Of greatest interest to Wormwood is how this law applies to his Christian subject’s faith in God. If the demon can catch his man in a “period of numbness and poverty” with God, he might succeed in damaging the fellow’s faith. 

I know the ups and downs of mood, energy, emotion, and well-being in every aspect of my life, especially in my walk with God. I can remember the seasons when God seemed very near and real, and the seasons when I wondered if I had made him up in my head. 

Spiritual maturity means recognizing that while some of the lows have been very long and very low, God has never left me to fend for myself, and he never will. This maturity brings freedom from pursuing spiritual highs because we learn to rely on his goodness without needing mountaintop experiences. 

The key to stability, or, as the Bible calls it, rest, is to trust that no matter how high the highs or how low the lows, God holds me steady, firm, constant and true. Furthermore, he is making me as steadfast as himself. Recognizing the fluctuations in my own life, and relying on God’s steadfastness through them all, can help me avoid a rollercoaster of fear when my child experiences seasons of doubt and seasons of zeal. 

But teenagers who are learning to walk with God might not be as cognizant of these fluctuations as their parents are.. When reading the Bible becomes boring, worship feels uninspired, and prayer seems fruitless, our children need reassurance that God has not abandoned them. When our child returns home after “the best mission trip ever” he will need his parents to be sympathetic yet steadfast when he comes crashing down from spiritual highs. 

Screwtape begrudgingly admits that this is what God teaches parents and teenagers alike in our “dry seasons,” those low points in our faith and circumstances when we cannot feel or see the Lord at work. The “troughs” are about learning to live by faith, not by sight (2 Cor. 5:7). 

A Sure and Steadfast Anchor of the Soul

As Screwtape teaches us, some of what our families experience in teenage undulation may stem from spiritual warfare, the attacks of the enemy against God’s beloved people. Spiritual forces of evil would like nothing better than to keep parents and kids doubting God’s goodness, too unstable to plant their feet on the Rock who is Christ. 

Hormones, immaturity, and inexperience make our teenagers vulnerable to wild swings of emotion and inconsistent behavior. As parents who love them, we need faith and perseverance to avoid overreacting to their highs and lows. If we swing with our child into the depths of anger or sadness or frustration, we won’t be able to give them the perspective they need.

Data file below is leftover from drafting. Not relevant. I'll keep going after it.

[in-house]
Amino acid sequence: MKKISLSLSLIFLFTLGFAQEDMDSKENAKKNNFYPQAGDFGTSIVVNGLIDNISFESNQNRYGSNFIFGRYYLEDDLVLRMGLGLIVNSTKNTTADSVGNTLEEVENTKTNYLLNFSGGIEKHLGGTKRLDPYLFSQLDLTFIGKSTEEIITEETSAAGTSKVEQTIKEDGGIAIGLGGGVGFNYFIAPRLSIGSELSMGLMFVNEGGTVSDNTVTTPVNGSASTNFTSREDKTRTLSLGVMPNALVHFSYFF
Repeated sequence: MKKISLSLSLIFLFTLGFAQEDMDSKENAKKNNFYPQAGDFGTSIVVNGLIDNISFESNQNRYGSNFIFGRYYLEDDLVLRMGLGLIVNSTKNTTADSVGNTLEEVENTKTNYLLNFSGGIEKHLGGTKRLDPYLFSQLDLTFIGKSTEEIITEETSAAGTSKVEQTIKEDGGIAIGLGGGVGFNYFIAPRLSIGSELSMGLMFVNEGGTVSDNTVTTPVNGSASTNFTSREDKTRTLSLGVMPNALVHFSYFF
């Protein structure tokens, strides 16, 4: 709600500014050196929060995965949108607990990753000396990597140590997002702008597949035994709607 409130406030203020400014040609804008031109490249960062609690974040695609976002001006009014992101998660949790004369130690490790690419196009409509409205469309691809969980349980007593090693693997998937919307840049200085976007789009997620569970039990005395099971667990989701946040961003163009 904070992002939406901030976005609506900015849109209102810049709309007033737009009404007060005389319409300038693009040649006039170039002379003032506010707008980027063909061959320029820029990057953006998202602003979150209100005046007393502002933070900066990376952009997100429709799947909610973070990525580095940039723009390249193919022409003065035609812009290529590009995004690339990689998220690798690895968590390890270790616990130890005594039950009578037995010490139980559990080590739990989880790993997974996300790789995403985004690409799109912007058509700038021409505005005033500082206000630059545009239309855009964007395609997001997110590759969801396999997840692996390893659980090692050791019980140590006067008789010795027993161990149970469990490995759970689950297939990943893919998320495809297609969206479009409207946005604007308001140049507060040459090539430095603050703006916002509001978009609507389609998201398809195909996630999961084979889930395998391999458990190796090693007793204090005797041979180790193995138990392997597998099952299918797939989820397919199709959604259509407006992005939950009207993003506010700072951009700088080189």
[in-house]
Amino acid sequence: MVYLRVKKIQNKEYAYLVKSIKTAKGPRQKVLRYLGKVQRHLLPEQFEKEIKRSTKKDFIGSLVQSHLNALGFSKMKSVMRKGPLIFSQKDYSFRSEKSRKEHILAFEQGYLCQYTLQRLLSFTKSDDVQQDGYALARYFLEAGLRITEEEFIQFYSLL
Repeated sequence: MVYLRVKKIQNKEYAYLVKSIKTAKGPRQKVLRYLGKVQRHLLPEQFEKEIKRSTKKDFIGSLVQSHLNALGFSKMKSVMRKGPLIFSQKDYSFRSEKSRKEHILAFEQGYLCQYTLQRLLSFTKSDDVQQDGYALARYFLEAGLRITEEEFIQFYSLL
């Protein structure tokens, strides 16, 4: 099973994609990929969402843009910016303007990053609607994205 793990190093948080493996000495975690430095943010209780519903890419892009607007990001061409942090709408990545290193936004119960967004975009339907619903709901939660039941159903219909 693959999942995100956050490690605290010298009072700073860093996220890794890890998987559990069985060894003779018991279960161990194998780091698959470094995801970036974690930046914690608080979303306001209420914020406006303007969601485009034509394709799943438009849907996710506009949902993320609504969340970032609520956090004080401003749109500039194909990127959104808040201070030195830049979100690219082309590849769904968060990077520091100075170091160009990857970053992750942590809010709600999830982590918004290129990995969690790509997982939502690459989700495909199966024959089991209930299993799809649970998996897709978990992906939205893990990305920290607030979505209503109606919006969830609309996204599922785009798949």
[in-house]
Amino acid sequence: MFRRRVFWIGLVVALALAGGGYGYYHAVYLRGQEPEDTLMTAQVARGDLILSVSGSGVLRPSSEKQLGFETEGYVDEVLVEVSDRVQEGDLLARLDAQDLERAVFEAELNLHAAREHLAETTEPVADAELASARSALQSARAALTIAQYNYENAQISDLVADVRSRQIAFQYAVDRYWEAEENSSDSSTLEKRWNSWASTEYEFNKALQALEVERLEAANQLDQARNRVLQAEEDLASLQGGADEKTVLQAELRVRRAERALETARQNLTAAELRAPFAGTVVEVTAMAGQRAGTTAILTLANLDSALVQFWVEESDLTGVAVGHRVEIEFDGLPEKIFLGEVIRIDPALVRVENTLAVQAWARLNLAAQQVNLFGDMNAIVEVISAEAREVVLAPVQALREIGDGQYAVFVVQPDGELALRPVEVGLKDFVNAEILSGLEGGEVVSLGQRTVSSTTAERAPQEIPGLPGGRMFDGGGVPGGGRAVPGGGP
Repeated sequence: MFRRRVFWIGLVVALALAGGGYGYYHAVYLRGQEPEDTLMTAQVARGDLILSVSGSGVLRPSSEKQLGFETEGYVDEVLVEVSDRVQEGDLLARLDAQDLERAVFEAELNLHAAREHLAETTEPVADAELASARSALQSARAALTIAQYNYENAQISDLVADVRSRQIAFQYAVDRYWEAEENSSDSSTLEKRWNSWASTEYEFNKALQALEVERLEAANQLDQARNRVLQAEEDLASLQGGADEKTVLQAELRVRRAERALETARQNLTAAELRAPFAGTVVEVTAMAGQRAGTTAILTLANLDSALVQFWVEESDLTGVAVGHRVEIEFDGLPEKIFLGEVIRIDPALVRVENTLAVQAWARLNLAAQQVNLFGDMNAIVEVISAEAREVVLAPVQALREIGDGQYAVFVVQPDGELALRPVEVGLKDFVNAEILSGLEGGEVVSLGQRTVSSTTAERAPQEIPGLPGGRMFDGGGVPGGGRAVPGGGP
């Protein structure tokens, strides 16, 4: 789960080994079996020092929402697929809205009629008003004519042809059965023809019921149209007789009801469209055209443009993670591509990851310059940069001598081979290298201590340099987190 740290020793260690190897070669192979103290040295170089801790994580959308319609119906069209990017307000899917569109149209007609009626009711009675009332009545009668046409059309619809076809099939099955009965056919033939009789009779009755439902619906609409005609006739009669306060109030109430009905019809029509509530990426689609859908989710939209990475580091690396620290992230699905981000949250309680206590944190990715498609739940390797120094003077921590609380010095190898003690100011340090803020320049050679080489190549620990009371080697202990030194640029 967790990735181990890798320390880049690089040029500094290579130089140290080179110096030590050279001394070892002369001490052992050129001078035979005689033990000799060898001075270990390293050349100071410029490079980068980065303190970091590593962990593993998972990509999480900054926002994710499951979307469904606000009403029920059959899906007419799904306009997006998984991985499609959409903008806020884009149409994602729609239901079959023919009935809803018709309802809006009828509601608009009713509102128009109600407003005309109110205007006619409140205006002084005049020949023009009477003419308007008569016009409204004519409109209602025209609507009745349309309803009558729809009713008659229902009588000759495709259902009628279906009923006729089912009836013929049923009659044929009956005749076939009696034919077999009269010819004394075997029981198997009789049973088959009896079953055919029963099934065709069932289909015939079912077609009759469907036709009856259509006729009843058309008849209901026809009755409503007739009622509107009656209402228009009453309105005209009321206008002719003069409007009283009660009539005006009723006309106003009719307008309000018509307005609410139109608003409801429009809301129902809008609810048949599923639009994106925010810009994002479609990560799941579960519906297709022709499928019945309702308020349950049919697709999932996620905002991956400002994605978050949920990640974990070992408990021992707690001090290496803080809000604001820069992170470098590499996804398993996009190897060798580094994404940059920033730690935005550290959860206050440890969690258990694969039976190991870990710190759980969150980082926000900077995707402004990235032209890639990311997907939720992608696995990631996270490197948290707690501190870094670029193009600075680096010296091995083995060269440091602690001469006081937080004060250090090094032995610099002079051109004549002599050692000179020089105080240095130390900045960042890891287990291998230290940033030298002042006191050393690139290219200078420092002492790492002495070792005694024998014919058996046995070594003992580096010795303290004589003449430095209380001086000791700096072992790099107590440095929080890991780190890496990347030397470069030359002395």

Which is why we need Jesus, the “sure and steadfast anchor of the soul” (Heb. 6:19). We—and our kids— have a God “abounding in steadfast love and faithfulness” (Ex. 34:6), who has demonstrated his steady commitment to us throughout history. Before the foundation of the world, he determined a plan for our salvation. He encouraged us with promises of salvation and reconciliation with himself, and then fulfilled those promises on the Cross of Christ. His track record of steadfast love towards us is so perfect that we eagerly anticipate the coming Kingdom because we are sure it is coming. We know our God will not waver nor fail, and that knowing steadies us. 

No matter which way the waves roll today, this is a God we can trust with our kids. 

For more gospel-centered parenting resources, check out our current Rooted Parent Podcast season: Parenting, Technology, and the Truth. 

Anna is a single mom of three young adult sons. She is the Senior Director of Content at Rooted, co-host of the Rooted Parent podcast, a member of Church of the Cross in Birmingham, AL, and the author of God's Grace for Every Family: Biblical Encouragement for Single Parent Families and the Churches That Seek to Love Them Well (Zondervan, 2024). She also wrote Fresh Faith: Topical Devotions and Scripture-Based Prayers for College Students. In her free time, Anna enjoys gardening, great books, running, hiking, hammocks, and ice cream. She wants to live by a mountain stream in Idaho someday.